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Pakistan Economy Teetering as Pleas for Remedy Mount

Pakistan Economy Teetering as Pleas for Remedy MountPakistan Economy Teetering as Pleas for Remedy Mount

Pakistan is showing clear signs of economic meltdown amid deepening political uncertainty in the country, with opposition politicians pleading for a “financial emergency” to be declared and the military publicly calling for fiscal discipline and tax reforms to create a “viable balance between economy and security.”

The co-chairman of the Pakistan People’s Party, Asif Ali Zardari, called last week for a “financial emergency” to be declared in order for a plan to be drawn up to boost exports, contain imports and stabilize the Pakistani rupee to steer the country out of the present economic quagmire, ATimes reported.

“The economy lies on the ventilator and needs extraordinary measures on an emergency basis to put a hold on the further erosion,” Senator Saleem Mandviwalla, Chairman of the Senate Standing Committee on Finance, told Asia Times. He said that in everything from the country’s balance of payment position to its exports, exposure to foreign debt, reserves and remittances, the picture was dire.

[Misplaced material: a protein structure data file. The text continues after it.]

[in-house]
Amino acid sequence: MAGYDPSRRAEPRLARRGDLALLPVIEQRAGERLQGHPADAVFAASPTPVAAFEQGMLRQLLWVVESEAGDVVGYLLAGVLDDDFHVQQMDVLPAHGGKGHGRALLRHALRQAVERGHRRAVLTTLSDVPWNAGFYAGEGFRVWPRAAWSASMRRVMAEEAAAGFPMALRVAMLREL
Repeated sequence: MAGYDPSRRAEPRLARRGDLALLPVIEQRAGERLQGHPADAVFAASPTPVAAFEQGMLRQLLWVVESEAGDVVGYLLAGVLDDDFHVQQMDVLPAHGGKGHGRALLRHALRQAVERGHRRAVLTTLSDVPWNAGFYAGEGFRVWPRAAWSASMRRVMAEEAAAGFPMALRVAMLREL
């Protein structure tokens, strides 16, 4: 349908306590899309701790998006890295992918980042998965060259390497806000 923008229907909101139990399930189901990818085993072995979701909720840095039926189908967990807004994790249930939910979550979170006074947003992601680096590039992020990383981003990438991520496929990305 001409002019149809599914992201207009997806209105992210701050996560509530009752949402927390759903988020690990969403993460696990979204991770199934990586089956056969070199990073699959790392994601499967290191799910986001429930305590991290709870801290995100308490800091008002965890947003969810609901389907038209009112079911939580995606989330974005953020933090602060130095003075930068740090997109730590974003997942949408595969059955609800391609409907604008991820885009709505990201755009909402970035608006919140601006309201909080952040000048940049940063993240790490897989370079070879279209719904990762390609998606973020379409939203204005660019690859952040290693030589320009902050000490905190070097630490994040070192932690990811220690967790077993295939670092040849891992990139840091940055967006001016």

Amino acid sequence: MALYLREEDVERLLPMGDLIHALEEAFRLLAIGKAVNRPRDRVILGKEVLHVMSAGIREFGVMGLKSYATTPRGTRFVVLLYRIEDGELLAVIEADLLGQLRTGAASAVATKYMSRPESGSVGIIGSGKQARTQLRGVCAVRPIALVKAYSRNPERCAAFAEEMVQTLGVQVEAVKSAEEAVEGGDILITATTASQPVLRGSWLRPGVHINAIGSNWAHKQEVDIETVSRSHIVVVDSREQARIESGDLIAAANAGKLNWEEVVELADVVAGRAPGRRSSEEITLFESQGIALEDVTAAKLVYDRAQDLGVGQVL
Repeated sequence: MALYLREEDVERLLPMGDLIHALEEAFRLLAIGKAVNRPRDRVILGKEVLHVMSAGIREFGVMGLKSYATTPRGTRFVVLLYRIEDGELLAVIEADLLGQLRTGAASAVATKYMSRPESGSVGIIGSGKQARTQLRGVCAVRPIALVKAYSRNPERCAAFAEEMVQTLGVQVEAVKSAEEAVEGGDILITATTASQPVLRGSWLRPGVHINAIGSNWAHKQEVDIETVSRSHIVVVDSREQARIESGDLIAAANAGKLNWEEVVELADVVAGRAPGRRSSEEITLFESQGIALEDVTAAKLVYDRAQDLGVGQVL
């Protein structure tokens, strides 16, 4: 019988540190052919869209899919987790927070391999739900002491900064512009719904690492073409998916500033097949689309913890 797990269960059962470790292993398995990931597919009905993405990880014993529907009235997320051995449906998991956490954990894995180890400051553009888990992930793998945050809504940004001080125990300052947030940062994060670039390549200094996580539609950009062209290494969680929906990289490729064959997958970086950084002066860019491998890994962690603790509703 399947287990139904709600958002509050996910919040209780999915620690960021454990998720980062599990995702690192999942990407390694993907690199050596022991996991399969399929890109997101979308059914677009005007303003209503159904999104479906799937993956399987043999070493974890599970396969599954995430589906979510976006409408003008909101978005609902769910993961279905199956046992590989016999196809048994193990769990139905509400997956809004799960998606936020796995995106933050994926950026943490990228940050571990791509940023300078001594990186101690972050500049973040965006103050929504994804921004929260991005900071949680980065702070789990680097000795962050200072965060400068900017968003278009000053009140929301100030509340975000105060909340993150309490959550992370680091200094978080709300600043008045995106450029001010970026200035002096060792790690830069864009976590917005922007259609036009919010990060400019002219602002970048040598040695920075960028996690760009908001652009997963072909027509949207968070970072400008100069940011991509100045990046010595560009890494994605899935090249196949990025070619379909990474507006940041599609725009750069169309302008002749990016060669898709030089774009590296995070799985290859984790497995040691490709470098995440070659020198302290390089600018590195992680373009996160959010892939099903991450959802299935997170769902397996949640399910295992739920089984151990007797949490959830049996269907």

The country does have a provision to call a “financial emergency” in its constitution. Article 235 empowers the president to proclaim one if the economic life, financial stability or credit of the country is threatened, allowing “financial propriety” to be restored in the interests of financial stability. Measures may include the reduction of salaries and allowances of all or any class of persons serving in connection with the affairs of a federation or province.

With a view to cutting Pakistan’s whopping imports of $53 billion (as at the close of the fiscal year 2016-17), the government hiked regulatory duties by up to 350% on hundreds of items. This was the third hike since 2015.

The measure may generate some additional revenue for the public coffers but is unlikely to make a dent in the bulging import bill, which is skewering the country’s balance of payments position. Pakistan’s current account deficit is projected at $12.1 billion, with a trade deficit of $32.4 billion due to a sharp increase in imports and plummeting exports, which dropped to $20.8 billion in the last financial year.

The World Bank predicted earlier this month that Pakistan will need an additional $17 billion by 2018 to service its rising current account deficit and debt payments. “Pakistan is facing headwinds in the external sector and a rising fiscal deficit,” the bank said, at the conclusion of talks with a visiting Pakistani delegation.

A committee of senior bureaucrats had been constituted for the visit following the World Bank’s refusal to deal with Finance Minister Ishaq Dar, who has been indicted by an accountability court in an unexplained assets case.

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